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Md. leaders take Reagan National airplane noise complaints to FAA

A Southwest Airlines jet takes off from Washington's Ronald Reagan National Airport. (AP Photo/J. Scott Applewhite, File)

WASHINGTON — Following years of complaints about increased airplane noise in the region, a group of Maryland leaders is demanding that the Federal Aviation Administration act quickly to examine noise that is generated by departing and incoming flights at Reagan National Airport in Virginia.

Residents have complained about noisy planes since 2015 when the FAA made changes to air traffic patterns.

“Our constituents daily suffer the disruptive and unhealthy effects of the implementation of the flight procedure changes,” the group wrote in a letter dated Friday to the FAA.

Among those who signed the letter are Reps. John Delaney and Jamie Raskin; both of Maryland’s senators; and Montgomery County Executive Isiah “Ike” Leggett.

In the letter, the group demands that the FAA conduct a thorough review of airplane noise and provide a timeline, before June 1, detailing how long the review will take.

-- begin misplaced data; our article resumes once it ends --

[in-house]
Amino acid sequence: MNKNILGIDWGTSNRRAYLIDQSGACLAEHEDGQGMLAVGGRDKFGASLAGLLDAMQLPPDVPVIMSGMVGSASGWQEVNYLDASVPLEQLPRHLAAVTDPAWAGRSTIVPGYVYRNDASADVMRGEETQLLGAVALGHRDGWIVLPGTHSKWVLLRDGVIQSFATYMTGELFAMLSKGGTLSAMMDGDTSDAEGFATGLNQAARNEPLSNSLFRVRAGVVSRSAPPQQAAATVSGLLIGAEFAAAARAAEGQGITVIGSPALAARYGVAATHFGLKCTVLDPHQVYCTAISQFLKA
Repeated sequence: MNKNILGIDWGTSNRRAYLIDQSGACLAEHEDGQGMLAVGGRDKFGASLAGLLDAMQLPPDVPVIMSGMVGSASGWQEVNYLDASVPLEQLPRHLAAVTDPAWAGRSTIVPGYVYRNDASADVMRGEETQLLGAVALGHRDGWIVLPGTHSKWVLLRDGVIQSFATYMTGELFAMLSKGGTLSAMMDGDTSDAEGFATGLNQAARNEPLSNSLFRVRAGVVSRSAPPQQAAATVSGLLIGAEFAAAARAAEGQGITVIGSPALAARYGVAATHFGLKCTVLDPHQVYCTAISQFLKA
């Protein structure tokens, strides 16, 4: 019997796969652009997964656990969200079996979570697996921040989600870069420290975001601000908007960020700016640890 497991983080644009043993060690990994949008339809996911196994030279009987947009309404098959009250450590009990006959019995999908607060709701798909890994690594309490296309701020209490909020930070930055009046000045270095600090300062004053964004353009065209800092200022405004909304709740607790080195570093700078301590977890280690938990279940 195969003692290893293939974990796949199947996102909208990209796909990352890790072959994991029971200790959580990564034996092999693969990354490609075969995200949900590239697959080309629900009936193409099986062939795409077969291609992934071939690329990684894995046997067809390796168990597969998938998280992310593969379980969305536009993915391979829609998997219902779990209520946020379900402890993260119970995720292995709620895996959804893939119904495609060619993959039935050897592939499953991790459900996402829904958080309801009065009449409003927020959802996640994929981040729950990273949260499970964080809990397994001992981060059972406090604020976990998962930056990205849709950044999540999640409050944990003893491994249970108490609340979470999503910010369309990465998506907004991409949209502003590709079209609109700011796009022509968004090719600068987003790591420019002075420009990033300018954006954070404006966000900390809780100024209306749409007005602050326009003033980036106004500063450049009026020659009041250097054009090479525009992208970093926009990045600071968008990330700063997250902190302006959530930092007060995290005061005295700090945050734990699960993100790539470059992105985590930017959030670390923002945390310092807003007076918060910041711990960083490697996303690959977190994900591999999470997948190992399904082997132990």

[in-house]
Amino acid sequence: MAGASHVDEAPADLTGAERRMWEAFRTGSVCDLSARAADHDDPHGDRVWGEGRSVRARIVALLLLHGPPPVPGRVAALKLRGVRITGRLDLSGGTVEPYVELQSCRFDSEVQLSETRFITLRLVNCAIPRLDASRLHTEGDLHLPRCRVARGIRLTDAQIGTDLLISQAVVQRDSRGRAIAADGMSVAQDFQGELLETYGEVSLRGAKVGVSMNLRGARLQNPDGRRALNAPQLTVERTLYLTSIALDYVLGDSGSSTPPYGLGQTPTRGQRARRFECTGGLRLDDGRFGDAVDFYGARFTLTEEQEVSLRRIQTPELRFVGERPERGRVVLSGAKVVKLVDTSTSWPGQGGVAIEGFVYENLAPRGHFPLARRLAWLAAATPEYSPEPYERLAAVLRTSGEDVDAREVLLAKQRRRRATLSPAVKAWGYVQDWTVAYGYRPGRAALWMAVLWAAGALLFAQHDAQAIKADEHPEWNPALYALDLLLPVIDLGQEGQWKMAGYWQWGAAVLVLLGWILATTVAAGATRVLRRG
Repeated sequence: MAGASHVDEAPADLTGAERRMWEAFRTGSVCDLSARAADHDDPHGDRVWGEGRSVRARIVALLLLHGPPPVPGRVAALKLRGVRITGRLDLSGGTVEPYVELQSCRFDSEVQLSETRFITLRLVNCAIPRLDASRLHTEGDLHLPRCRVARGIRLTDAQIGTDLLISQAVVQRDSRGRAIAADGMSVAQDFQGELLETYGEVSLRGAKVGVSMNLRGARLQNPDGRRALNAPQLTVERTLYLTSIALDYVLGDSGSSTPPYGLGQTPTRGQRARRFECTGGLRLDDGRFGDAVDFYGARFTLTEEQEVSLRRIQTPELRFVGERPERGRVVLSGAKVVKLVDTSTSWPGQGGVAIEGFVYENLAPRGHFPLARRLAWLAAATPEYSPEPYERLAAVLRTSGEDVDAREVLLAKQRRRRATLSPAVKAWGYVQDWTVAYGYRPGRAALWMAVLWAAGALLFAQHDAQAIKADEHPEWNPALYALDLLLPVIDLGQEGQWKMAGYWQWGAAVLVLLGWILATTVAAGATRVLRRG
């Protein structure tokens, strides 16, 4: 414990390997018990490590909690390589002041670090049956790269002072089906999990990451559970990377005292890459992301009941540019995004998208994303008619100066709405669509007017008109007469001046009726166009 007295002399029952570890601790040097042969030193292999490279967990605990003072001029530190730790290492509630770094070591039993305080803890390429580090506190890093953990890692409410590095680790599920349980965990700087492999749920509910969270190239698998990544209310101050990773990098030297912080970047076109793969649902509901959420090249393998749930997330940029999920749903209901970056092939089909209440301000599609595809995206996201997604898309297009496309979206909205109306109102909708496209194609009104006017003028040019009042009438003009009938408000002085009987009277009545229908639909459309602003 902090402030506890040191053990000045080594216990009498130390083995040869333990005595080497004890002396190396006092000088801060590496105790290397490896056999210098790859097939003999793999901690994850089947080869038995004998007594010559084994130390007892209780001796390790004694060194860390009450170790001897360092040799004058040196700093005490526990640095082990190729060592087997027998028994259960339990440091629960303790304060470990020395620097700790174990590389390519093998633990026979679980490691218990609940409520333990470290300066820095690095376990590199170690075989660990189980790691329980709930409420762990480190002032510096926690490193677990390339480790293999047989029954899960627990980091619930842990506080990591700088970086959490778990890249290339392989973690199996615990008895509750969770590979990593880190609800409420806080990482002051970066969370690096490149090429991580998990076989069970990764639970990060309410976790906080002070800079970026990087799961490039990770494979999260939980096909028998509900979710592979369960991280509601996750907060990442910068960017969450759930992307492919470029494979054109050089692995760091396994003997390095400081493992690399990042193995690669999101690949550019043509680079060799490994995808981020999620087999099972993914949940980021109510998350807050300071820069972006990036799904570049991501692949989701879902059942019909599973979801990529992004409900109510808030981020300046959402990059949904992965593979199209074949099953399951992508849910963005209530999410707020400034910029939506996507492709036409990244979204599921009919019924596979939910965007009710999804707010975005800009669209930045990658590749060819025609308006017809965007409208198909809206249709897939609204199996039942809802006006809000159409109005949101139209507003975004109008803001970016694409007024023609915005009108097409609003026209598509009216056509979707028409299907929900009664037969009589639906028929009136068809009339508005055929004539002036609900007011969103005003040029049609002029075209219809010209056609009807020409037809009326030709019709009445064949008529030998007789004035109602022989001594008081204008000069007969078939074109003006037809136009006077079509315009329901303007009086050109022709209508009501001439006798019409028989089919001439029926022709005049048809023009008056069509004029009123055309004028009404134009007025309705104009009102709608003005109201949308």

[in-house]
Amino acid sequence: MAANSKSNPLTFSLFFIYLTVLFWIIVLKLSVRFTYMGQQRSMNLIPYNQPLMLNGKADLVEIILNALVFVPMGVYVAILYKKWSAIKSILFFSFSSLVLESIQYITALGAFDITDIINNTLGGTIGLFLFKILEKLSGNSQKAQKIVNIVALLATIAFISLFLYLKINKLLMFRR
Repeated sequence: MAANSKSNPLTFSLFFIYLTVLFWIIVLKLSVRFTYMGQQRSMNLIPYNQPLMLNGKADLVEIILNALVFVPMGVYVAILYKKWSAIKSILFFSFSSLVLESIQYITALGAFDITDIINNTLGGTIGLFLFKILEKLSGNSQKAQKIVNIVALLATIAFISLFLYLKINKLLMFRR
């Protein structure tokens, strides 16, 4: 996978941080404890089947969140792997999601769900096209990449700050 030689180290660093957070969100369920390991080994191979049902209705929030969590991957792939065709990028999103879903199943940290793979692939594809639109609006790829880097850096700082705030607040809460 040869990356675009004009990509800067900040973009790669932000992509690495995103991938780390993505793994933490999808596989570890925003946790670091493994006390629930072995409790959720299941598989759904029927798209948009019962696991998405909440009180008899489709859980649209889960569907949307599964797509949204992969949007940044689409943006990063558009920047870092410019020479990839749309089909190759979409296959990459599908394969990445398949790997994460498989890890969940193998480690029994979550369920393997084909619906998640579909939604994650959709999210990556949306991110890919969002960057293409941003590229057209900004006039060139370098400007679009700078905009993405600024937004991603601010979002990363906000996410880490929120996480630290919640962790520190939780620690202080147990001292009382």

“We look forward to your prompt attention to our request,” the letter states.

New flight patterns were put in place under NextGen, a more sophisticated air traffic control system the FAA is using that is satellite-based instead of the traditional radar-based.

The FAA said the satellite-based technology is more efficient and saves fuel, but residents living in parts of Maryland, Virginia and the District have said the changes make airplane noise unbearable.

Federal and local officials have worked with concerned community members to find a resolution.

Last year, D.C. Delegate Eleanor Holmes Norton said she wrote a letter to the FAA supporting a citizen group that is pushing for change.

“We know the noise is a problem for a lot of folks,” said David Mould, spokesman with the Metropolitan Washington Airports Authority. “We are working with all the people involved just to see what can practically be done about it.”

The FAA may eventually make slight changes to flight patterns, but Mould warned that any change would take a while to implement.

“It is a very complex, technical process,” he said.


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